The best salmon I ever had in my life was wild pacific at this beautiful restaurant in Revelstoke, B.C. It was unlike anything I’ve ever tasted. Quick side note here: it also happened to be one of the worst dining experiences of all time. My husband and I commonly refer to it as “that night in Revelstoke” because while eating the best salmon of our lives, our son, who was 18-months-old at the time, had a meltdown of epic proportions. It was bad; like ‘never-allowed-back-to-Revelstoke’ bad. It wasn’t long before the waitress offered to throw my piece of fish into a doggy bag. Anyway, I digress. The point is, despite the temper tantrum, the wild Pacific salmon was the best.
Unfortunately, the species is actually in danger. A 2017 report from the Committee on the Status of Endangered Wildlife in Canada says the sockeye population is near extinction. Last summer’s Fraser River sockeye runs saw the lowest returns ever. One of the main culprits is suspected to be Atlantic salmon fish farms. In fact, Washington state has just recently moved to ban the farms, and conservationists across the border are pressuring the British Columbian government to do the same. The proposed ban comes after an environmental disaster last August at a fish farm near Seattle. High tides caused severe damage to the net pens, setting free tens of thousands of farmed fish into the Pacific Ocean. Farmed Atlantic salmon carry parasites and viruses, diseases that wild Pacific salmon simply cannot handle. If the bill proposed by Washington state Senate is approved, the fish farms will be completely phased out by 2025.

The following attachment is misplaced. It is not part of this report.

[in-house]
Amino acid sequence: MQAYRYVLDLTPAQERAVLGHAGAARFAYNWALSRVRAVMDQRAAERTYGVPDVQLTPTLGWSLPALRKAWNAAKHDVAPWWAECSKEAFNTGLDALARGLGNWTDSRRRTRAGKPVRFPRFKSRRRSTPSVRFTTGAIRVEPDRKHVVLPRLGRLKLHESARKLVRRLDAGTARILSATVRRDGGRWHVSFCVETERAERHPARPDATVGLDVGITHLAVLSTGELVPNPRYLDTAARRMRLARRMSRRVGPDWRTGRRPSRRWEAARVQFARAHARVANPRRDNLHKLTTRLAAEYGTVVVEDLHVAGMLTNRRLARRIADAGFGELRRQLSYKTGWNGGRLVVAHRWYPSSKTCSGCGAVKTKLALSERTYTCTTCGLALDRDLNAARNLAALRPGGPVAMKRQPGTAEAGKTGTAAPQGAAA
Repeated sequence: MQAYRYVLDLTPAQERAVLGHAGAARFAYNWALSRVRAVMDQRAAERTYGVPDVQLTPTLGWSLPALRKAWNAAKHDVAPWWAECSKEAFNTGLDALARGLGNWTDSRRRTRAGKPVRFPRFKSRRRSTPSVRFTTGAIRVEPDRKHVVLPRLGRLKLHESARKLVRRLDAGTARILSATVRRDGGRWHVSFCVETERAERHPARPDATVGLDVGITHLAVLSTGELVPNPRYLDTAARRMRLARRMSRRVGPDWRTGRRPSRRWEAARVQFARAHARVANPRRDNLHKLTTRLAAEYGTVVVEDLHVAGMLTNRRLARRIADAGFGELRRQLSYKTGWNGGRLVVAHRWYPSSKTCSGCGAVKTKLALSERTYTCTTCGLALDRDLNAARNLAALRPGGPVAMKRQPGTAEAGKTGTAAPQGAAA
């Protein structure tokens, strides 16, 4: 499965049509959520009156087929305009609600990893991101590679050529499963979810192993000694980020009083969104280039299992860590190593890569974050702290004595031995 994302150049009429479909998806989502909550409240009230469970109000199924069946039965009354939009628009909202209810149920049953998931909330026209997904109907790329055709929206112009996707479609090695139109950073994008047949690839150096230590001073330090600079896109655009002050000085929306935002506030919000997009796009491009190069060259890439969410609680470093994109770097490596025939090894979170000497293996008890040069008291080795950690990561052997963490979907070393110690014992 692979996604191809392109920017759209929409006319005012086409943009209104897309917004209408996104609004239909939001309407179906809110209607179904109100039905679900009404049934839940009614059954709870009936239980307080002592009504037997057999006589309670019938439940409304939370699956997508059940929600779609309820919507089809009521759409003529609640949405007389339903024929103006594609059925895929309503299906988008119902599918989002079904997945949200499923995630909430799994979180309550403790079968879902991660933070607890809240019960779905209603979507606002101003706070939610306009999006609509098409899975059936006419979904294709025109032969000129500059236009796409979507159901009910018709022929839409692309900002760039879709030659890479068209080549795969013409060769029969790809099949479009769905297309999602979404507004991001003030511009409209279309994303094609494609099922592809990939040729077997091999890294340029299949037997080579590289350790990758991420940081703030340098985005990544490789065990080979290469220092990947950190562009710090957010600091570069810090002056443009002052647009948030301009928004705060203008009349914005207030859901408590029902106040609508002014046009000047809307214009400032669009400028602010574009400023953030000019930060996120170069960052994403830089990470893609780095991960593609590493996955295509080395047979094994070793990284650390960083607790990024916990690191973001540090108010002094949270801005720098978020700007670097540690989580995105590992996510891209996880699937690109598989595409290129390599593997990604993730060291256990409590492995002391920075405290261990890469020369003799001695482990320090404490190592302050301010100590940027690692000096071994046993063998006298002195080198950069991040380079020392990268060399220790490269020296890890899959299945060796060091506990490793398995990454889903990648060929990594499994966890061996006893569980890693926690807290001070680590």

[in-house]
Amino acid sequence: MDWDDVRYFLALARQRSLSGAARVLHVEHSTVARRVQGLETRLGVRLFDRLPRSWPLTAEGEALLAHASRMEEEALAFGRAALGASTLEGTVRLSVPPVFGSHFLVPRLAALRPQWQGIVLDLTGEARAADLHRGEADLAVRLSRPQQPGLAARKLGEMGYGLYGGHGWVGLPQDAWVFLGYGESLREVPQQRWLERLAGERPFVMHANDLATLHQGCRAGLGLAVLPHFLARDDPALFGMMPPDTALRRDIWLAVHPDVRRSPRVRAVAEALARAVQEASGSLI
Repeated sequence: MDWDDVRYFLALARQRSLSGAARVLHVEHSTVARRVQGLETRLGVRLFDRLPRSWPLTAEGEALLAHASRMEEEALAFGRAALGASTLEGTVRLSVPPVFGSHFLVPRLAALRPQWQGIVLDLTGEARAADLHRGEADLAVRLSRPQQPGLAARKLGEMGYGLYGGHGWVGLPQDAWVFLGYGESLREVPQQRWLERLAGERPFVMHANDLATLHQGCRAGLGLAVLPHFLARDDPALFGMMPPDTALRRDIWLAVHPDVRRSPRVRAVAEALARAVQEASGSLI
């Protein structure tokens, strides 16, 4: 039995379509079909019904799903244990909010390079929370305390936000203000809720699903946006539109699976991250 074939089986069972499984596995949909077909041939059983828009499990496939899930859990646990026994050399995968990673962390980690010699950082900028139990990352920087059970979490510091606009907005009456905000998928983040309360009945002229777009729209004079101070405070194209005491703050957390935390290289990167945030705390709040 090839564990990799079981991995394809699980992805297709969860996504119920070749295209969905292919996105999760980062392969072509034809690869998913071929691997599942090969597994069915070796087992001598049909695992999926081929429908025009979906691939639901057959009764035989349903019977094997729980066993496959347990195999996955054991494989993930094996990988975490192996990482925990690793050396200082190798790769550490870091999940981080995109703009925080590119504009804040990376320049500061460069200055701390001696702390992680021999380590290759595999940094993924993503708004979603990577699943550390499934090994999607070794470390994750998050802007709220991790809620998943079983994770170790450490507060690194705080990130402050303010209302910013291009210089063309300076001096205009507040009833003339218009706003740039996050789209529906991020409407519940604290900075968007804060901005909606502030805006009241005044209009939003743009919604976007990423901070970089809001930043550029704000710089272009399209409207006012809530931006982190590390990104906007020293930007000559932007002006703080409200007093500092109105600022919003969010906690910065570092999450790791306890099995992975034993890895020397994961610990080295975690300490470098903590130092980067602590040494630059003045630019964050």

The farm collapse in Washington state has led to fears of similar disasters happening elsewhere, especially in B.C., which is home to more than 100 fish farms. But the B.C. Salmon Farmer’s Association told Global News those concerns are overblown. It says farmers there have made millions of dollars of investments in technology and equipment that have reduced the risk of the fish escaping. In fact, less than 100 farmed fish are said to escape in B.C. every year. The farms are also subject to third-party inspections. But it’s about more than the risk of collapse, conservationists say. It’s also about ‘bloody water.’
It sounds horrifying, doesn’t it? A diver captured a video and took samples of what some fish farms are pumping into the Pacific. Earlier this month, scientists with the B.C. government confirmed the worst: the bloody clouds gushing from the pipe near Campbell River contained a highly contagious virus called piscine reovirus (PRV). It’s still unclear how PRV affects wild salmon; more testing is required. But a study found rates of PRV rose from five to 40 percent in wild salmon migrating past the farms. It’s worth noting the Department of Fisheries and Oceans has also done some research and found no link between PRV and fish deaths. Still, with millions of them swimming through the clouds on their way to the open ocean, is it worth risking their health?
Fish farm opponents in western Canada say no, and that movement is needed to boost the wild salmon populations. One important fact that can’t be overlooked, though, is the negative impact such a ban would have on the economy. Global News reports that the farms in B.C. employ 6,600 people, and contribute about $1.5 billion to the economy. So, how about a fair compromise? Some experts in B.C. have suggested forcing the industry to evolve to a land-based containment system or an aquaponics set up, like they’ve done in Mississauga, ON. This way, fish farms can stay alive, and so can the wild Pacific salmon populations. Yes, there will likely be an added expense for both the producers and consumers of farmed fish. But when you’re trying to save both a species and an industry at the same time, nothing is going to come easy.